Roland Dürre
Friday July 23rd, 2010

A Follow-Up on My Presentation – Comments #1 Facts:

In this series, I will comment on the written feedback I received after my presentation. Also, I will answer the online questions asked by students I had no time to amply reply to during said presentation.

Lehren für Unternehmensführer – das Leben, das Wissen, die Informatik und die Ethik

(Lessons For Managing Directors – Life, Knowledge, Computer Science and Ethics)

„Innovative Entrepreneurs“ / Summer Semester 2010

Leadership in growth-oriented enterprises

One of the rarer comments I still found very important was:

“The speaker did not offer enough facts”

Now we are really into it. Is there really anything you can call “fact” when we are talking social or economical processes? Is there an ultimate truth?

Or is it more like we are only certain of some things because we developed a sense of truth for what our prejudices, our (limited) scope of view and our social conditioning made us believe?

Especially if you are an entrepreneur, you will notice all the time that, as you look upon developments in retrospect, you find that

  • decisions will be seen differently after some time (what looked good at one time may look bad at another time),
  • if you look upon it later at regular intervals, you find that things you developed turned out totally different from how they were ever planned and
  • managing directors accept laurels for developments that were totally coincidental.

The RISE institute (at the St. Gallen University) with Simon Grand at the top surveyed the history of several vey different enterprises. He proved that the “enterprise saga” was always developed after the enterprise has been firmly established. Through this success story, the history of the enterprise is given a logical structure that was never really there.

The visions, strategies, plans, as well as activities and actual schemes as told by the management year after year in retrospect usually have nothing in common with the later report. Looking at the enterprise archives (presentations and reports of strategy meetings, an analysis of many years of directorial meeting protocols) and comparing these data with the current enterprise story show this quite clearly.

And the favourite sentences of enterprise founders, too, change very dynamically as time goes by. In general, they have nothing in common with what grew like a “protective belt” (as Simon Grand calls it) around the success story, enterprise culture and enterprise philosophy over the years.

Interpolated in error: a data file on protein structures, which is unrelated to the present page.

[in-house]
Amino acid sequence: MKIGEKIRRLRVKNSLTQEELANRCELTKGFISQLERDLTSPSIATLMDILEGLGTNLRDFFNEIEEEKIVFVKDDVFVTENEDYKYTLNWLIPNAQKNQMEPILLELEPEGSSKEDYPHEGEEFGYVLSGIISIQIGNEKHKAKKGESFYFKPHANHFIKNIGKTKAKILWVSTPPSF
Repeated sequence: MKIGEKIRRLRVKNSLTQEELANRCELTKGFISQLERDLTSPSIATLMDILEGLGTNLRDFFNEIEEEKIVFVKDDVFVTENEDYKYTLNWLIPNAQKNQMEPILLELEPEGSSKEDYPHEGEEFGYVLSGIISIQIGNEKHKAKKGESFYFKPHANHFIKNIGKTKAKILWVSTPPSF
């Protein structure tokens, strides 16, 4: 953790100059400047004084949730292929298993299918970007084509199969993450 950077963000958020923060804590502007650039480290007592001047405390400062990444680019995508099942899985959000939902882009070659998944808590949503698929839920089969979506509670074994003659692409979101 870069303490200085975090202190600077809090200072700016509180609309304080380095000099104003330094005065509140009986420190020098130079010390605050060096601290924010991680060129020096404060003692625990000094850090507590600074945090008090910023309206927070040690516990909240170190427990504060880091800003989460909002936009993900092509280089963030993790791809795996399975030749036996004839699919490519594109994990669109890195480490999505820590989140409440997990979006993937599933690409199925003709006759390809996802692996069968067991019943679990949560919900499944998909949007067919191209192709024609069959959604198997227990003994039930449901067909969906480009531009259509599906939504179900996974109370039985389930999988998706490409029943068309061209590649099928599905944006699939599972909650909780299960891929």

That is why I am hesitant about making a good impression with facts and certainties. Especially when we are talking entrepreneurship, it is often just fool’s gold.


(Translated by EG)

1 Kommentar zu “A Follow-Up on My Presentation – Comments #1 Facts:”

  1. Chris Wood (Saturday July 24th, 2010)

    I think Roland has hit the nail on the head here. (But of course I am no expert in such things). I am sure there are a few factors that are always needed to make a successful firm, such as competent energetic leadership, prepared to take reasonable risks. On the other hand both dictatorship and cooperative management have had their successes.

    I compare this with the course of evolution of species, where there are some very strange success stories, and some very strange niches that beings fit into. There are also hard luck cases such as the dinosaurs. Why did they mostly die out? There were also general disasters, which can be compared with the effect on Roman firms during the decline and fall of the Roman Empire.

    Another useful comparison is with various religions. After all they have run for thousands of years, so we know a lot about their successes and failures. Nevertheless, despite a great deal of reading and thinking, I find it hard to account for the successes of Judaism, Christianity and Islam. (And I find it impossible to judge how good or bad they, along with Microsoft, were for humanity). Why did some religions, such as Sufism and Zoroastrianism, last badly, despite their advantages?

    So here we have three areas where evolution occurs in remarkably similar ways.

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